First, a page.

Thursday, March 8, 2007

High Technology Scorecard for Northeast Ohio: Is the Glass Half Full or Half Empty?

It depends on what measure you use, like anything else related to economics. What got me interested in this story was a news story (television) focused on Keithley Instruments- a computer chip company based here. They interviewed executives with Keithley who said 60% of their venture capital in last year came from out of state --- and they were adamant about the fact that this meant venture capitalists were keen on Northeast Ohio and her ability to grow the high tech sector. Okay, that makes sense to me.

The second part of the story comes from Crains Cleveland Business news, saying that a CSU study showed the glass half empty for the first half of this decade: National high tech growth fell 8% while in Northeast Ohio the figure was 13%. BUT (now back to the glass half full!) salaries in our high tech companies rose 6.5%. And in this article they say they expect continued growth in the industry. Peace Out - 3C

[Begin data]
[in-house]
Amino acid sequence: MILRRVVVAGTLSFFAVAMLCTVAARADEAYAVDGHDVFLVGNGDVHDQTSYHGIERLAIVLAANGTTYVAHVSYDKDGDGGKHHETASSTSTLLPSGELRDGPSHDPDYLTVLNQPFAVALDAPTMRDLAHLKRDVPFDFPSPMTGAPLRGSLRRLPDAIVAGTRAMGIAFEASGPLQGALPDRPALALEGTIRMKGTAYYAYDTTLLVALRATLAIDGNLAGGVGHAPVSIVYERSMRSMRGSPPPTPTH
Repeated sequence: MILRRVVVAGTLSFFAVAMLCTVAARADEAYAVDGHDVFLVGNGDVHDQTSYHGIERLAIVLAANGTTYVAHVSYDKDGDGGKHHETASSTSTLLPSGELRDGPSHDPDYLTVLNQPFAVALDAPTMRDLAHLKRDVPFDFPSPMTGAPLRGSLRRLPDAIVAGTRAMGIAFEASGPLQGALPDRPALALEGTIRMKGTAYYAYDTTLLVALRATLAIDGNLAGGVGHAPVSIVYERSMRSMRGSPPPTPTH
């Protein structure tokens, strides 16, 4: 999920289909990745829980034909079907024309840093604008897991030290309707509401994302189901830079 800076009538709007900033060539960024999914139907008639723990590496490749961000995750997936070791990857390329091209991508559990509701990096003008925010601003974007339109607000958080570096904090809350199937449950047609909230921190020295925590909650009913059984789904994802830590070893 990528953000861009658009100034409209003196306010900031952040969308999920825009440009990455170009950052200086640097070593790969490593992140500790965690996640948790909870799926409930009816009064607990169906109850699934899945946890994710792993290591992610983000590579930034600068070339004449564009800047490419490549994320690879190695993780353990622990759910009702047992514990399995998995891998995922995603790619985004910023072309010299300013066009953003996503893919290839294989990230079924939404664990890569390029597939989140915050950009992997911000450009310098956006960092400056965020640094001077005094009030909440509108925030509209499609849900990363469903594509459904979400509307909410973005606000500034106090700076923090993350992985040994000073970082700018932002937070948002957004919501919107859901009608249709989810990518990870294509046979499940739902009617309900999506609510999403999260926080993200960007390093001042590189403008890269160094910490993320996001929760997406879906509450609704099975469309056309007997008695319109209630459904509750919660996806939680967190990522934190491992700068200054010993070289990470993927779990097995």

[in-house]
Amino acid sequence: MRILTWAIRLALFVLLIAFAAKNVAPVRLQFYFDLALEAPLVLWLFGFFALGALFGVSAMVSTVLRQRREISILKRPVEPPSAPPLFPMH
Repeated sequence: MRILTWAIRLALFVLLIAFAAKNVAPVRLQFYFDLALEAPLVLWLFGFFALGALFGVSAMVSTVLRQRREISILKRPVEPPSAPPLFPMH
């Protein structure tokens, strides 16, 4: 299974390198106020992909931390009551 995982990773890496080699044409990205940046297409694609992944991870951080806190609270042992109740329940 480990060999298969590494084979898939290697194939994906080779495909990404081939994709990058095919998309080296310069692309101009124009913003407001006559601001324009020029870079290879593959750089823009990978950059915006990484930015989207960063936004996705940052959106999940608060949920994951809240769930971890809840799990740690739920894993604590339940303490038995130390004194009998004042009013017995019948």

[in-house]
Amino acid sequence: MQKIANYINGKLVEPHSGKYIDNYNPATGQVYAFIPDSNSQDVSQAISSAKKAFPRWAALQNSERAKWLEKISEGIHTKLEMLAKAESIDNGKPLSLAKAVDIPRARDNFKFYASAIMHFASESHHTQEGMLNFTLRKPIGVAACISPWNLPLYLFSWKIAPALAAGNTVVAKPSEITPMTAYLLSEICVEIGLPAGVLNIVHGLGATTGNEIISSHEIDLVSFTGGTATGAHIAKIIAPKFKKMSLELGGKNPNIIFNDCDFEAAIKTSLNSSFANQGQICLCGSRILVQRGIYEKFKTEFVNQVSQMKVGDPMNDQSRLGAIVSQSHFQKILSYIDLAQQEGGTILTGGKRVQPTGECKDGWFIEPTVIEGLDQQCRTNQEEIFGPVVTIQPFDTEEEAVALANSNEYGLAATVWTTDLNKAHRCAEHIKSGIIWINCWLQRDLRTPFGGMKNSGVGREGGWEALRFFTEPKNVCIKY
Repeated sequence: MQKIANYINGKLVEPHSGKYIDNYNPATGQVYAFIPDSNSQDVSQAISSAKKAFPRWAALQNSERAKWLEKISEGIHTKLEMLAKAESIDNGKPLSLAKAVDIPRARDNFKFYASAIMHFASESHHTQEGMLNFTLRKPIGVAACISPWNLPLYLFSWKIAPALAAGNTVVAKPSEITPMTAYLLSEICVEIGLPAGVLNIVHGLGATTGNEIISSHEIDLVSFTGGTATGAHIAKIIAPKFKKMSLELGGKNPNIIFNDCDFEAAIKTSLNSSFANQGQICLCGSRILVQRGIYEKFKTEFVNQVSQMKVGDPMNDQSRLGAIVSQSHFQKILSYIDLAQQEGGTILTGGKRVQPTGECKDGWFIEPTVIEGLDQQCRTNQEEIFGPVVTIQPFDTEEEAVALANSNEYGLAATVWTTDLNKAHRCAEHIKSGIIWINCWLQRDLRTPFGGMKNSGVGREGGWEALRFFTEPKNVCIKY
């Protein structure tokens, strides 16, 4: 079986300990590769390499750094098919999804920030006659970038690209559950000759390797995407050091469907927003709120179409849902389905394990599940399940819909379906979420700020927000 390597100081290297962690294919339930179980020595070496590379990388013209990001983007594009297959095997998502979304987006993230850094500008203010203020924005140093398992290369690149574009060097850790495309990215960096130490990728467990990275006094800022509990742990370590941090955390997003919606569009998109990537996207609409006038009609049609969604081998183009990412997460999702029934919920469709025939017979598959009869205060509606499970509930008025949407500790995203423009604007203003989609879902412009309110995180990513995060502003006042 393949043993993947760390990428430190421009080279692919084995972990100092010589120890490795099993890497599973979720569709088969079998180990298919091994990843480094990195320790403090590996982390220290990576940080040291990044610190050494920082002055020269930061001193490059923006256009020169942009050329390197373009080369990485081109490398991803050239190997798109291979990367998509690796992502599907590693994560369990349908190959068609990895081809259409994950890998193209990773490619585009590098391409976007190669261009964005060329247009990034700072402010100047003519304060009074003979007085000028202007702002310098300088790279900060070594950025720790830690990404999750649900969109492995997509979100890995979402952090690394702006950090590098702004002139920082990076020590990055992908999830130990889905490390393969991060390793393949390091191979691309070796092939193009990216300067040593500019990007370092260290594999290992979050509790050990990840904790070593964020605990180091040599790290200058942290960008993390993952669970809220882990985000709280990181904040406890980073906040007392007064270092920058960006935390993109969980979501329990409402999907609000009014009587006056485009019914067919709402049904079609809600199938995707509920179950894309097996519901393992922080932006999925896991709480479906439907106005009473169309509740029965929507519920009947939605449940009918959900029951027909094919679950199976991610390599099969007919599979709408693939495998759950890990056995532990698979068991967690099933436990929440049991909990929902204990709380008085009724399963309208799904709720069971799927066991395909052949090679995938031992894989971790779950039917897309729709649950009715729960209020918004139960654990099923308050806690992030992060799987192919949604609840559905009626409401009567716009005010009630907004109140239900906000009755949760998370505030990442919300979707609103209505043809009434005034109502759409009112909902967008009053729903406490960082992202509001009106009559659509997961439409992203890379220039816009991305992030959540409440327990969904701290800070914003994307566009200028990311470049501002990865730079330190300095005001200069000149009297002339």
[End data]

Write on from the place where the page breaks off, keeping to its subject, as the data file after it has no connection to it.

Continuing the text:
Congressional Bill HR1300 Knocks It Out of the Park!

I want to give a shout out to Ed for his comment on my last post - he referenced HR1300 which energizes me, even at 12:15am. A wealth of information on energy policy recommendations. This next section made me want to cheer out loud:


(a) Findings- The Congress finds that--

(1) Members of Congress should follow their own example of setting forth legislation that encourages the use of alternatively fueled vehicles; (yes, how important is this! do you think Ford can start making hybrid Lincoln Town Cars for them :-)

(2) in 2005, the total cost of automobile leases for Members of Congress surpassed $1,000,000, ( save American taxpayers money? Novel idea!) and a collective switch to alternative fuel vehicles, hybrid vehicles, or vehicles powered by biofuels could potentially save American taxpayers thousands of dollars annually; and

(3) the General Services Administration has already purchased over 68,000 alternative fueled vehicles for the use of Federal customers, more than any other organization in the United States. (Now that is what I'm talking about! Are you cheering yet?)

Okay, so if you go to The Library of Congress website here and where it says 'enter search' change it from 'word' to 'bill' and type in HR1300 - you can read the entire bill. As Ed mentioned, Title V talks about transit issues. It won't be boring, I swear you just might be cheering! Now, how am I going to sleep! - Peace Out - 3C